Legislative and policy responses to rape: reflections from a small jurisdiction

Stream: Reform and Safety Issues for Women and Children
Date: Thursday, 12 February 2015
Time: 1.45 pm – 3.30 pm

Abstract

Mapping and analyzing policy change can provide insights into the drivers of and influences on policy, and also offer both theoretical insights and practical lessons for reform groups. Taking a broad socio-legal perspective, this paper maps key legal developments and feminist activist contributions to the ways in which rape has been conceptualized, problematised and responded to in Scotland. It seeks to add to debates about rape reform and models of policy change by exploring the particular experience of Scotland, from the mid 1970’s to the present, and by so doing highlights learning points for those seeking reform, including the importance of maintaining close professional links within and across sectors, grasping opportunities presented by changes in government, and seeking opportunities for meaningful knowledge exchange and engagement by academics and third sector organisations with politicians and policy makers in order to create the best chance of having positions included in political commitments. It also highlights the importance of theoretically informed and methodologically robust research which challenges and exposes the legal and social ‘wrongs’ of rape.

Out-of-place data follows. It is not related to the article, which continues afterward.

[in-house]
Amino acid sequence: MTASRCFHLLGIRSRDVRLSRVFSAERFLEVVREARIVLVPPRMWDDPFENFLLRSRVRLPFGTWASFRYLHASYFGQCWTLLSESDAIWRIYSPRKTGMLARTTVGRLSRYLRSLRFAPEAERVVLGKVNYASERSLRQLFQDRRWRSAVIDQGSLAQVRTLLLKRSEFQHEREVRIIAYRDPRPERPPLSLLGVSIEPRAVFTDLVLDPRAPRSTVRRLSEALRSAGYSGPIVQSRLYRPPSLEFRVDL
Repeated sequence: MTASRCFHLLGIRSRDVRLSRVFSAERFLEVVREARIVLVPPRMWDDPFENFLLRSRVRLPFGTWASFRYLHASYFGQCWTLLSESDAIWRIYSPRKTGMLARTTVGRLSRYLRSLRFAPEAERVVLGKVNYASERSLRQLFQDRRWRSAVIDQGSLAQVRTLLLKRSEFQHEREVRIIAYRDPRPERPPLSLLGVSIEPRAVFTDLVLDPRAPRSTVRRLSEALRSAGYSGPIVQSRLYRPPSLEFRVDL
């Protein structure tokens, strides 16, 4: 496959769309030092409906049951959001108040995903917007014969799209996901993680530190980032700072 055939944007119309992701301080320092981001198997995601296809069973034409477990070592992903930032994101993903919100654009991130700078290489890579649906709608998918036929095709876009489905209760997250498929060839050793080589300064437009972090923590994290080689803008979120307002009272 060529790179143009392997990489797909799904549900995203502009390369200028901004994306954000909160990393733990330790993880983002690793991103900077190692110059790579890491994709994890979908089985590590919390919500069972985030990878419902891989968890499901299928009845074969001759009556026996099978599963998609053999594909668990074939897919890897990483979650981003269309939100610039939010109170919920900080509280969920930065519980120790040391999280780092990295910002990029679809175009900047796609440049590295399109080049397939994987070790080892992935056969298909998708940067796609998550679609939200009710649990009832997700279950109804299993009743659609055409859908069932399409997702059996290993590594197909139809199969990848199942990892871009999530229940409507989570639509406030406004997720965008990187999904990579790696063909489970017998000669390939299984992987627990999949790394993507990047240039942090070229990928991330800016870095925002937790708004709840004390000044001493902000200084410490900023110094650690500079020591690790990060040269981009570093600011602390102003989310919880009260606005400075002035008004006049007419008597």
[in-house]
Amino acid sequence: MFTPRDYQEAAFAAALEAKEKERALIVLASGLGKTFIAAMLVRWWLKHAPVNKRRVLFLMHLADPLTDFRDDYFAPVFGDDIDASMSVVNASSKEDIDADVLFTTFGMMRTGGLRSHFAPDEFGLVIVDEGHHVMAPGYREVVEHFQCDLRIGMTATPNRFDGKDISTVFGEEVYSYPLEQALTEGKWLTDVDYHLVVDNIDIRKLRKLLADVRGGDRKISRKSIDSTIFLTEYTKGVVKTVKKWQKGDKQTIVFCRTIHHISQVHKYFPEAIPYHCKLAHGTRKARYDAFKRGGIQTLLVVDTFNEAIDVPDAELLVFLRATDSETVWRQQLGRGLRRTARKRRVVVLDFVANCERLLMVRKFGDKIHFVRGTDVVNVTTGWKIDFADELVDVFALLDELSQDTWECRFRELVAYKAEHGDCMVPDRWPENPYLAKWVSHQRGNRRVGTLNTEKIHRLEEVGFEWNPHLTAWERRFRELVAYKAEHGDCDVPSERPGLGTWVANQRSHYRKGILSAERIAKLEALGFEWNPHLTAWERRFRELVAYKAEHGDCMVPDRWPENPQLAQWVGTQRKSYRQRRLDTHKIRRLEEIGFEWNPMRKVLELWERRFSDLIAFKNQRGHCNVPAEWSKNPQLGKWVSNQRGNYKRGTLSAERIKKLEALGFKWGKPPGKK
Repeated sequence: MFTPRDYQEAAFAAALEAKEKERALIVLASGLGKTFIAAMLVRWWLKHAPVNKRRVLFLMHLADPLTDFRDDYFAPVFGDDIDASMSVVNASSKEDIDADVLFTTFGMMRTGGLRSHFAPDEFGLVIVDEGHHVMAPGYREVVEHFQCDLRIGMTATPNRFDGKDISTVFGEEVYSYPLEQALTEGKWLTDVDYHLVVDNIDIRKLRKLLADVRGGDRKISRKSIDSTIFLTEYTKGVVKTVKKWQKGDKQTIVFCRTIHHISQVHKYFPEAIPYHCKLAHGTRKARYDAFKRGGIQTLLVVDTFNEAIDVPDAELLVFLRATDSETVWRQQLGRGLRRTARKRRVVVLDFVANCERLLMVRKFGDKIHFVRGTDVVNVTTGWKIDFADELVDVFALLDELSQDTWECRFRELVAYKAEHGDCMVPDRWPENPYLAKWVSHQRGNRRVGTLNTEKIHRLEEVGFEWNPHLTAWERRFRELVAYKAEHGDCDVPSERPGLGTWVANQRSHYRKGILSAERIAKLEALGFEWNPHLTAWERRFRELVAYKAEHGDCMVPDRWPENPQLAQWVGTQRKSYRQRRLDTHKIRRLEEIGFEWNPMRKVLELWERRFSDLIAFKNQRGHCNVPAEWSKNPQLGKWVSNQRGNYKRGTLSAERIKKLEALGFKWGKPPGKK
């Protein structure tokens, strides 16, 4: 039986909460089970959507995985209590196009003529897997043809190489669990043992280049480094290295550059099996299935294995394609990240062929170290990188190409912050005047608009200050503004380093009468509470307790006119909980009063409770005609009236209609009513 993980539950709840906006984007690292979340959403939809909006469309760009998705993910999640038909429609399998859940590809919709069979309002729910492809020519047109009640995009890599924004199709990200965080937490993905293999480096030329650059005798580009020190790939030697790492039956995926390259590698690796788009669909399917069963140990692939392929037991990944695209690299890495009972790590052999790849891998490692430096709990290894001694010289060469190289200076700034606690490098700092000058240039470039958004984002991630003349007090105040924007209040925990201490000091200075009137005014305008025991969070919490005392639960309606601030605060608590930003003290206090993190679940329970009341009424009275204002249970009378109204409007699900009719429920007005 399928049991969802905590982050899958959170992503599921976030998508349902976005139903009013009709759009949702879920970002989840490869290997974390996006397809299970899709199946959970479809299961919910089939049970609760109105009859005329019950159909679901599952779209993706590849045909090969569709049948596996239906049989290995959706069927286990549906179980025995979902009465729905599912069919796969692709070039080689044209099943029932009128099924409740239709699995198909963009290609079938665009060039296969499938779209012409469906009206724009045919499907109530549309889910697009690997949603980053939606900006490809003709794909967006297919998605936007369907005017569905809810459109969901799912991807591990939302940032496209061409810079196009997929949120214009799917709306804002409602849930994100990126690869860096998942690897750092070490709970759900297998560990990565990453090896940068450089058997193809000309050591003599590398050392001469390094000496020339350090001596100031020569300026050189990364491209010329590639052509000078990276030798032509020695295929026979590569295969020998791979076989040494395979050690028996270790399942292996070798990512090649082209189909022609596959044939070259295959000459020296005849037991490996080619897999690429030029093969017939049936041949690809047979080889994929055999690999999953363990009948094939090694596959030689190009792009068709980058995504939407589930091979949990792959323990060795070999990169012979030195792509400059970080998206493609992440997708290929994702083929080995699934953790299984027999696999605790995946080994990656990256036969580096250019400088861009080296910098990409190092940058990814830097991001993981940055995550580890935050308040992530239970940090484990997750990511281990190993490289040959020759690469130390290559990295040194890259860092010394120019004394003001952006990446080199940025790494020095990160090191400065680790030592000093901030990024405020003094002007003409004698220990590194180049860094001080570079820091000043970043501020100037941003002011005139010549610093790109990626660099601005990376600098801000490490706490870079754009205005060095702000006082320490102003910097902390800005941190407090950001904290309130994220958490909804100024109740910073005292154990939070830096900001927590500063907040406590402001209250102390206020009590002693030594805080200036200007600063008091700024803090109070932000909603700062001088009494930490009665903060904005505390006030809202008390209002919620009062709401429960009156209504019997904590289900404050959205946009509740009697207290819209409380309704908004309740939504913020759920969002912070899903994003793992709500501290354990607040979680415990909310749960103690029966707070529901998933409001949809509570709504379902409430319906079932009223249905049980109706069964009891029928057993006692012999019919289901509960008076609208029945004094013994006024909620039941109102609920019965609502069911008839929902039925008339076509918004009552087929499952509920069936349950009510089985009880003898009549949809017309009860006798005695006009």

Author

Michele Burman (Presenter), Glasgow University
Michele is Professor of Criminology at the University of Glasgow, and a co-Director of the Scottish Centre for Crime and Justice research (SCCJR). She has longstanding research interests in gender, crime and justice, with a particular interest in criminal justice responses to gendered violence.